jool_siit -i "example" eamt add fd12:3456:789a:ff46:2::/96 $SUBNET/24
sysctl -w net.ipv4.conf.all.forwarding=1
sysctl -w net.ipv6.conf.all.forwarding=1
ip6tables -t mangle -A PREROUTING -j JOOL_SIIT --instance "example"
iptables  -t mangle -A PREROUTING -j JOOL_SIIT --instance "example"


This is usually just the NAT64 we talked about in the last post running in the ISPs network.

IPv6 only network with IPv4 access (DNS64/NAT64)

Continuing the theme of building my own ISP I started looking at running a IPv6 only network.

As IPv4 addresses become increasingly scarce it won’t be possible to hand out publicly routeable addresses to every user. The alternatives are things like CGNAT but that has a bunch of problems.

On the other hand the default suggested IPv6 allocation per user is a /48 subnet (which is 65,5536 /64 subnets each containing 18,446,744,073,709,551,616 addresses) which should be more than enough for anybody. More and more services slowly are making them selves available via IPv6.

So rather than run a dual stack IPv4/IPv6 network with a double NAT’d (at the home router and again at the ISP’s CGNAT link to the rest of the internet ) IPv4 address, we can run a pure IPv6 ISP and offer access to IPv4 via a NAT64 gateways to allow access to those services that are still IPv4 only.


This is the part that converts IPv4 addresses to IPv6 addresses.

The local device looking to connect makes a DNS request for the hostname of the remote device. If there is no native AAAA (IPv6 address) entry for the hostname, the DNS64 server will generate one based on converting the IPv4 address to hex and prepending a IPv6 prefix. The prefix can be anything with at least /96 (allowing enough room for all IPv4 addresses) but there is a pre-defined address range of 64:ff9b::/96.

So if looking up the remote hostname returns then the mapped IPv6 address would be 64:ff9b::c0a8:0105 ( -> c0.a8.01.05 in hex)

As of version 9.8 of bind support for DN64 is built in and configured by adding the following:

dns64 64:ff9b::/96 {
  clients { any; };
  mapped { !10/8; any;};
  break-dnssec yes;

Running your own means you can control who can access the server (using the clients directive and control which IP address ranges are mapped or excluded).

All this IP address mapping does break DNSSEC but since most clients rely on their recursive DNS servers to validate DNSSEC record rather than doing it directly this is less of a problem.

There are also a number of public DNS servers that support DNS64 including one run by Google.

To test you can use dig and point to the DNS64 server. e.g. to get a IPv6 mapped address for ( &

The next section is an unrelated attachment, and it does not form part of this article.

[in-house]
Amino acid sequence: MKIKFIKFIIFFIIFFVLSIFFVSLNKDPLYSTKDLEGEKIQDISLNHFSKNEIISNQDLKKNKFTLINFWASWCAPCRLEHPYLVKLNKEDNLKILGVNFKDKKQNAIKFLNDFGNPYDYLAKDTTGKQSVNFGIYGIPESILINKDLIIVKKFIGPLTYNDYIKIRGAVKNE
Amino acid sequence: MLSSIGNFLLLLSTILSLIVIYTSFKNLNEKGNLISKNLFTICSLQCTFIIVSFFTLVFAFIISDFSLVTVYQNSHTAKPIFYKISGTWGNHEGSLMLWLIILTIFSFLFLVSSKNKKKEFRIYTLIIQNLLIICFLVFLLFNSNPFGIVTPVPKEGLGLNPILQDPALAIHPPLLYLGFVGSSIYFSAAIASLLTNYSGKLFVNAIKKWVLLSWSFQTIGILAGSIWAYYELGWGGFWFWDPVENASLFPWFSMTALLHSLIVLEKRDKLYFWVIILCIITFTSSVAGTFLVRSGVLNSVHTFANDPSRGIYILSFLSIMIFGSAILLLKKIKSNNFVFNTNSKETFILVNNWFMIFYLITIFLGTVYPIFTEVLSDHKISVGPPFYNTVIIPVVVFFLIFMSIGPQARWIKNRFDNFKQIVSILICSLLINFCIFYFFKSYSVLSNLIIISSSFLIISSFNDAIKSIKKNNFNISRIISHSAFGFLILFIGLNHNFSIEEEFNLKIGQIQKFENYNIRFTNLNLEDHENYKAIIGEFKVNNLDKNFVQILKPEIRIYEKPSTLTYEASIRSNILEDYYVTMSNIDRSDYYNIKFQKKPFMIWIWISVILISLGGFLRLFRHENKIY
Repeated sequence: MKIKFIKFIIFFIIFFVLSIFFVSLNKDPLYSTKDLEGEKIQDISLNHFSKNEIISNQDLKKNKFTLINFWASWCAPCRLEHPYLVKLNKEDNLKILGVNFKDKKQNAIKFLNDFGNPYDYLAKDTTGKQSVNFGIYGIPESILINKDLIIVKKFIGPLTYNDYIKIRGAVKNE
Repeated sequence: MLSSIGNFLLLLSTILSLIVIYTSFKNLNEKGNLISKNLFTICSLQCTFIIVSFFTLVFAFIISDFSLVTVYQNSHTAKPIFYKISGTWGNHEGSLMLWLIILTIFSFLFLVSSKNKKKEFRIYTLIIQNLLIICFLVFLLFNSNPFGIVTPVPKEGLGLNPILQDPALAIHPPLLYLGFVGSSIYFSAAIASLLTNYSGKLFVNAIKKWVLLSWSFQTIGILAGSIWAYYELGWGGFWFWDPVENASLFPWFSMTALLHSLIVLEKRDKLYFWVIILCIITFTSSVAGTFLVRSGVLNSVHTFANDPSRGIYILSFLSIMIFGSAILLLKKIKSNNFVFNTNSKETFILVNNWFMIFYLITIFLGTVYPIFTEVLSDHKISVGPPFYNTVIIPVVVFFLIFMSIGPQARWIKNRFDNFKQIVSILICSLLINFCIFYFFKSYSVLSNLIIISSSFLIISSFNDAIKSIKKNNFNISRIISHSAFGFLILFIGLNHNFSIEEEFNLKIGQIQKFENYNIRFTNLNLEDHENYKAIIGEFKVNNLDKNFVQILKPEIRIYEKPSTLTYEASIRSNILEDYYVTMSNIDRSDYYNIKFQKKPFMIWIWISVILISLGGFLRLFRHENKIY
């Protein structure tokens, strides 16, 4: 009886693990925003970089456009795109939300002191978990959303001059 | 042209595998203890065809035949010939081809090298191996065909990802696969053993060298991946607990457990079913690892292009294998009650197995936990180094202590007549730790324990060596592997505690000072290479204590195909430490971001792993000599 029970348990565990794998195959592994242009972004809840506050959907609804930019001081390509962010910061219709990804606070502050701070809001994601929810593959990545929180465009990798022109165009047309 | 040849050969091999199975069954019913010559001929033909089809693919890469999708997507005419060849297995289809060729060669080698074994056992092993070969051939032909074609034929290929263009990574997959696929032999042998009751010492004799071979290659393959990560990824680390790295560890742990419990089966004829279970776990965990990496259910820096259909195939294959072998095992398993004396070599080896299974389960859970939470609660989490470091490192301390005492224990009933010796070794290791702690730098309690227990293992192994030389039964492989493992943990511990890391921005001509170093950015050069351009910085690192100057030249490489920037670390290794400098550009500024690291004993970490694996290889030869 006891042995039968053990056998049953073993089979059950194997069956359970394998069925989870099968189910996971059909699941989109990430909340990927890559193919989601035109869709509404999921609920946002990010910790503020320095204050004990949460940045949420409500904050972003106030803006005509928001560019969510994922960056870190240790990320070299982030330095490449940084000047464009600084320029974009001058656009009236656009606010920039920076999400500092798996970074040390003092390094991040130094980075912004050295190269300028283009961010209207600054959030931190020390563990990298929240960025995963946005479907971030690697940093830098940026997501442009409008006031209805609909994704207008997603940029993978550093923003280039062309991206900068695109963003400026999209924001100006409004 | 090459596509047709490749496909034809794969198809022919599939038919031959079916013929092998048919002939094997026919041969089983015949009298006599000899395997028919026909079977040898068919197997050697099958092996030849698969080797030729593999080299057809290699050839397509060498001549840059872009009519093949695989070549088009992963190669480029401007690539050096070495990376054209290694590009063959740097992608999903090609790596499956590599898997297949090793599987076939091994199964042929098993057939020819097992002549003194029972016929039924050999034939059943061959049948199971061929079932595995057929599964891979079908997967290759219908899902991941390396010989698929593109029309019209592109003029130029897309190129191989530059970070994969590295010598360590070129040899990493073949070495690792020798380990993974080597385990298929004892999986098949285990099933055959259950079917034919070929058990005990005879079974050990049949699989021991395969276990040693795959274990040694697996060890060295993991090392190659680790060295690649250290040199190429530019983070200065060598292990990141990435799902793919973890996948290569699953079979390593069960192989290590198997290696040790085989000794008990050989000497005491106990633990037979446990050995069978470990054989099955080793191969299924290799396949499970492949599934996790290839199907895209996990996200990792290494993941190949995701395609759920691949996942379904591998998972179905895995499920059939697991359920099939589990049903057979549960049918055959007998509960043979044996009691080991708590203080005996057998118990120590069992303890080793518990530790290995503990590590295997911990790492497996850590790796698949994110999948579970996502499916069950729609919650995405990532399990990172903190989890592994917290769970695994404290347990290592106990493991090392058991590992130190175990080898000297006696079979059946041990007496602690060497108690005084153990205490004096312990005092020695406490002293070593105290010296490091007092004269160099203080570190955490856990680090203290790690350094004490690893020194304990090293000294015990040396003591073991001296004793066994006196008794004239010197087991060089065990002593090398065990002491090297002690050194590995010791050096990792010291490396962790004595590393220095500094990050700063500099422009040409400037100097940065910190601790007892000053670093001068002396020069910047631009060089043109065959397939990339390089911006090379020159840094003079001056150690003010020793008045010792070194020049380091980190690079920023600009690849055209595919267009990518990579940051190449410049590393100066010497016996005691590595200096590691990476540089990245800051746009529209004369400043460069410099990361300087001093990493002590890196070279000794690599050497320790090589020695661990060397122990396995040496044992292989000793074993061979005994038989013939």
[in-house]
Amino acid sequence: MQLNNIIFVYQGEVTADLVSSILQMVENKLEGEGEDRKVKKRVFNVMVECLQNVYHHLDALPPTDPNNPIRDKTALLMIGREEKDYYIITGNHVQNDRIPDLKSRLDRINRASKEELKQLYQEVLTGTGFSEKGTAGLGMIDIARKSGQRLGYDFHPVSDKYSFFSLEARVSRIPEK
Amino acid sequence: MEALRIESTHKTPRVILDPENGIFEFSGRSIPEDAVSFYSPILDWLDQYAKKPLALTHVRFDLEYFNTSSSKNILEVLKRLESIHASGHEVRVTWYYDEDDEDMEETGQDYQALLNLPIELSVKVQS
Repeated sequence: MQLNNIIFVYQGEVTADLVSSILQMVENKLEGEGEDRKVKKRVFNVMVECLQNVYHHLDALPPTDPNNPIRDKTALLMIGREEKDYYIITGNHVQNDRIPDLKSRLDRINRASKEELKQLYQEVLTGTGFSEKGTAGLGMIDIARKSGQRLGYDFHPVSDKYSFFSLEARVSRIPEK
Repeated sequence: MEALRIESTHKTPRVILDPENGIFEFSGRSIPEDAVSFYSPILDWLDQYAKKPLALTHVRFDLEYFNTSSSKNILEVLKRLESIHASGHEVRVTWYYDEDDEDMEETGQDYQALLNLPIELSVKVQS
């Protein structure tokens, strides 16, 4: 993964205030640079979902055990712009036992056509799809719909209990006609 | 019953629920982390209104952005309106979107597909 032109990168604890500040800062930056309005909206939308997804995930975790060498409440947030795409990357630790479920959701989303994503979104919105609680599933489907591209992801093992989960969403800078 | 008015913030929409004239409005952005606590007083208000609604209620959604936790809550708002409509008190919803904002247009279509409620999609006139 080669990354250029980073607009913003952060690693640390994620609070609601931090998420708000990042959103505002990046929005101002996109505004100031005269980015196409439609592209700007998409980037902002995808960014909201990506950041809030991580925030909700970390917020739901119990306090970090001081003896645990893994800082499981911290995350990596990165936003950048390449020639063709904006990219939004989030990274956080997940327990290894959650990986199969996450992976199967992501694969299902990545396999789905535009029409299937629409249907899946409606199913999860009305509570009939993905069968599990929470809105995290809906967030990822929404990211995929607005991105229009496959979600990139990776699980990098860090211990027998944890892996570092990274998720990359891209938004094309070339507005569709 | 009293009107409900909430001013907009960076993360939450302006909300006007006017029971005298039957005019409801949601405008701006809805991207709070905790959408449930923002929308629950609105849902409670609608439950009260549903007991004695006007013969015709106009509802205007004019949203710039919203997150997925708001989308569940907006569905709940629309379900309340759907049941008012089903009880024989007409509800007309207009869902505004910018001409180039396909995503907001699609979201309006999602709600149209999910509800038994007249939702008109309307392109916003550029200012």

$ dig @2001:4860:4860::6464 -t AAAA

; <<>> DiG 9.11.5-P4-5.1-Raspbian <<>> @2001:4860:4860::6464 -t AAAA
; (1 server found)
;; global options: +cmd
;; Got answer:
;; ->>HEADER<<- opcode: QUERY, status: NOERROR, id: 1043
;; flags: qr rd ra; QUERY: 1, ANSWER: 3, AUTHORITY: 0, ADDITIONAL: 1

; EDNS: version: 0, flags:; udp: 512

;; ANSWER SECTION:		235	IN	CNAME		285	IN	AAAA	64:ff9b::d43a:edfe		285	IN	AAAA	64:ff9b::d43a:e9fe

;; Query time: 133 msec
;; SERVER: 2001:4860:4860::6464#53(2001:4860:4860::6464)
;; WHEN: Mon Feb 03 21:40:50 GMT 2020
;; MSG SIZE  rcvd: 124

We can see that is d43ae9fe in hex and has been added to the 64:ff9b::/96 prefix to make 64:ff9b::d43a:e9fe


This is the part that actually does the mapping between the IPv6 address of the initiating device and the IPv4 address of the target device.

There are a few different implementations of NAT64 for Linux

I decided to give Jool a go first based on a presentation I found.

I had to build Jool from source, but this wasn’t particularly tricky and once installed I followed the Stateful NAT64 instructions. There were 2 bits missing from this that caused a few problems.

The first was because my host machine has multiple IPv4 addresses I needed to add the right address to the `pool4`. When adding the the address you also need to specify a range of ports to use and these need to be excluded from ephemeral local port range.

The ephemeral range can be between 1024 and 65535 and you can check what the current range is set to with sysctrl

$ sysctl net.ipv4.ip_local_port_range
net.ipv4.ip_local_port_range = 32768	60999

For a proper deployment this range needs reducing so that you can commit enough ports for all the NAT64 connections that will pass through the gateway. You can also add multiple IPv4 addresses.